Monitoring of non-critical-care patients (such as those found on the general care floor) is typically conducted only intermittently by hospital staff. These “spot checks” are very different from the continuous monitoring found in the intensive care units (ICUs). The time gap between low-acuity spot checks can be several hours – often, warning signs of danger can occur during this time, and therefore be missed. Studies have suggested that continuously monitoring patients in low-acuity areas can enhance patient safety and potentially save lives. For example, patients demonstrating early signs of deterioration may be identified and treated before their conditions significantly deteriorate (possibly preventing transfer to a critical care unit).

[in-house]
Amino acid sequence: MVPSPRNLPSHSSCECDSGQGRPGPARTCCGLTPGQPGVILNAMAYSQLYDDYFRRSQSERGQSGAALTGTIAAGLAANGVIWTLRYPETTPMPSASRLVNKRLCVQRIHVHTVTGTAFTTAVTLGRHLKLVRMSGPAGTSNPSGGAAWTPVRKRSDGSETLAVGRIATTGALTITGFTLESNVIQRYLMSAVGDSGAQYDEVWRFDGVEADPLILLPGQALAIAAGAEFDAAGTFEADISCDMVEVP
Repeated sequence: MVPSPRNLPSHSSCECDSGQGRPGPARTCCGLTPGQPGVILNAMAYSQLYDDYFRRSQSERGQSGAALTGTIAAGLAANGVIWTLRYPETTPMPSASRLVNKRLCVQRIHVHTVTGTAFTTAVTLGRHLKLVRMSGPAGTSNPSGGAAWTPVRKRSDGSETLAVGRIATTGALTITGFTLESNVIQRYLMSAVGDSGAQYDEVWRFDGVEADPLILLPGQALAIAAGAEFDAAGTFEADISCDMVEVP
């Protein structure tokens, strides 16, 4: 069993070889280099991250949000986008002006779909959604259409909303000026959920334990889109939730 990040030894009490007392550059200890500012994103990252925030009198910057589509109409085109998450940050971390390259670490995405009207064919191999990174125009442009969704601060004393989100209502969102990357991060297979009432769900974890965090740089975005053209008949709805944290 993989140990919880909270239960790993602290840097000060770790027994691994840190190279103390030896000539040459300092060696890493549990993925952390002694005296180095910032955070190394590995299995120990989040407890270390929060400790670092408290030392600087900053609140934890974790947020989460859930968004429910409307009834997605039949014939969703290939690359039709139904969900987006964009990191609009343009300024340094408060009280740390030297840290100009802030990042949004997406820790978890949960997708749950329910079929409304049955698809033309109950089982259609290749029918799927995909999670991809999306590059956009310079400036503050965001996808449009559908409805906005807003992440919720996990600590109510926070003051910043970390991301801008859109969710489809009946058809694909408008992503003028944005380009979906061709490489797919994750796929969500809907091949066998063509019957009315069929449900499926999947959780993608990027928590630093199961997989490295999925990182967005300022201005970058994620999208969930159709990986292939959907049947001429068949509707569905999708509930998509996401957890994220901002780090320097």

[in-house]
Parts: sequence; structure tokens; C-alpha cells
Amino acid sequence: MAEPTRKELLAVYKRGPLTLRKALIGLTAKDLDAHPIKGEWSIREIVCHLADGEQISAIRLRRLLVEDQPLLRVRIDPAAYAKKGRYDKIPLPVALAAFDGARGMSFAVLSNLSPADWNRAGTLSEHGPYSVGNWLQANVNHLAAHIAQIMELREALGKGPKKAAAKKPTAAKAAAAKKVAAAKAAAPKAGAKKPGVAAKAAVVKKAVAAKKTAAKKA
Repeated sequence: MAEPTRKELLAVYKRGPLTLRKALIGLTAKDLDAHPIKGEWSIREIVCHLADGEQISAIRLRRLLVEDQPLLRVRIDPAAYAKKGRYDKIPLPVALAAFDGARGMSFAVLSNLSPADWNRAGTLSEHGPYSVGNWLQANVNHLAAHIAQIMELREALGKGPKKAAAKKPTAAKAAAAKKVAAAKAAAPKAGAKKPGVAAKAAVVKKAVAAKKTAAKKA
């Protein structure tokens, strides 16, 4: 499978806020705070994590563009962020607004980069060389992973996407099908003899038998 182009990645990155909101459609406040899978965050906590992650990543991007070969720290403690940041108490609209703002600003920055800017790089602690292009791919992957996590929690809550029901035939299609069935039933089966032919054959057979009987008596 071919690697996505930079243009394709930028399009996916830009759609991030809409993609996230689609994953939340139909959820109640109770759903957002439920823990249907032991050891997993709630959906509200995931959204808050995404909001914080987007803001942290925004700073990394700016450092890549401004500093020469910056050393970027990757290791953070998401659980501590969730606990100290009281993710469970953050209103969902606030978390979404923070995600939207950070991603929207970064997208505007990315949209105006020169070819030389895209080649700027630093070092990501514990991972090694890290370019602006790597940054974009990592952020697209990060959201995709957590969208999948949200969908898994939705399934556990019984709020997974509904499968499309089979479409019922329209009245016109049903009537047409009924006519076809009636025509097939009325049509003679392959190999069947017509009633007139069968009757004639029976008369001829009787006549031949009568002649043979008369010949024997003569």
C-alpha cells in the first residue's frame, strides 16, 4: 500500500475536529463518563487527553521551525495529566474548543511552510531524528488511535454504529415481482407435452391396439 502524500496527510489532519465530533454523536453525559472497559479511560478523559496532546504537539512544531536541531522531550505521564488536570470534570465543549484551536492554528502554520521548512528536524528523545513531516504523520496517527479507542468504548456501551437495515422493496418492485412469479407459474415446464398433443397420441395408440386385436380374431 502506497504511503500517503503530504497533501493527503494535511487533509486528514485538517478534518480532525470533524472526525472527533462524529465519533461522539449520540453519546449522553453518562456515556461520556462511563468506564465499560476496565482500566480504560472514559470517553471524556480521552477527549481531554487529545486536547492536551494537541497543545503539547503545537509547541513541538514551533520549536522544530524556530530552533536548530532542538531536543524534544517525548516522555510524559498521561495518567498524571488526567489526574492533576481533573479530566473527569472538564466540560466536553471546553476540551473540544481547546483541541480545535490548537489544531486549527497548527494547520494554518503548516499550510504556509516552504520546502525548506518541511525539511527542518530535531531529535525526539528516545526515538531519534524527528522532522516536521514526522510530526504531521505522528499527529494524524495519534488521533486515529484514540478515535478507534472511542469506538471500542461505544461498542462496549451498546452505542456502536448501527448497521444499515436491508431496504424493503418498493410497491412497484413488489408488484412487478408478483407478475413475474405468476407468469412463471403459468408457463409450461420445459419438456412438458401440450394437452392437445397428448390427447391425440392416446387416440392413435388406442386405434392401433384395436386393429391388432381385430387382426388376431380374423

An increasing number of hospitals are looking for monitoring solutions for their low-acuity care areas. Specifically, there is a growing interest in systems that can provide continuous vital signs measurements and central surveillance, yet without the cost of high-acuity patient monitoring systems.
Hospitals are asking:
What patients should be monitored?
How should they determine the time frame for monitoring?
What are the options for technical approaches?
How are other facilities handling this?
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